Many travellers are drawn to the Arctic to witness the ‘midnight sun’. At midnight in the middle of summer, the sun hovers just above the horizon, and the brilliant colours of sunset sweep the otherworldly sky for hours until the sun rises again. In winter, the aurora borealis (northern lights) streaks across perpetually dark skies in a spectacular swirl of green, purple and other hues, which dance like ribbons across the sky.
Who owns the Arctic Circle?
No one owns the Arctic Circle, although it crosses through many countries including Canada, Russia, Norway and Finland.
Most countries have signs to mark the location where the Arctic Circle crosses major roads or other landmarks, and taking a photo as you cross this important line of latitude is a highlight for many Arctic travellers.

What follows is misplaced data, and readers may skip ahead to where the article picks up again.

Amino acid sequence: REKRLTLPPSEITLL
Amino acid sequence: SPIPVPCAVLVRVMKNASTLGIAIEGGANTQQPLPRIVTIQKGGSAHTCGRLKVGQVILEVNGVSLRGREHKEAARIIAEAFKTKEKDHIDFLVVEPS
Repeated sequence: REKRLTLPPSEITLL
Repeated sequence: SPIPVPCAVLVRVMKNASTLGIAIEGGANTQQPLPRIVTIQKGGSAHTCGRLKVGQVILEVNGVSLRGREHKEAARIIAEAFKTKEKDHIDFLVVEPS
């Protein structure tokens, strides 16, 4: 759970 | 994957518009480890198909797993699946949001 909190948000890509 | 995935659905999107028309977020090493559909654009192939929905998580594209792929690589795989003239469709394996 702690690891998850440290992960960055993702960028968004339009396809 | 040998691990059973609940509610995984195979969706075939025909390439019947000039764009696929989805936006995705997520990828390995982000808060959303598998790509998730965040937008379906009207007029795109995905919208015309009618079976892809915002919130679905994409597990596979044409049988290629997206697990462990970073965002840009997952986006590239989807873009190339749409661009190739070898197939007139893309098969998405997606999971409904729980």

Which countries are in the Arctic?
These eight nations have formed the Arctic Council to address issues important to the region. The Council’s goal is to promote cooperation, coordination and interaction on matters such as development and the environment.
Is there an Arctic Ocean?
Yes, the Arctic Ocean is the smallest, shallowest ocean basin on the planet, covering an area almost twice the size of Australia. Connected to the Atlantic and Pacific Oceans, it includes many large bays and seas including the Barents Sea, Greenland Sea, Chukchi Sea, Norwegian Sea, the Denmark Strait and others.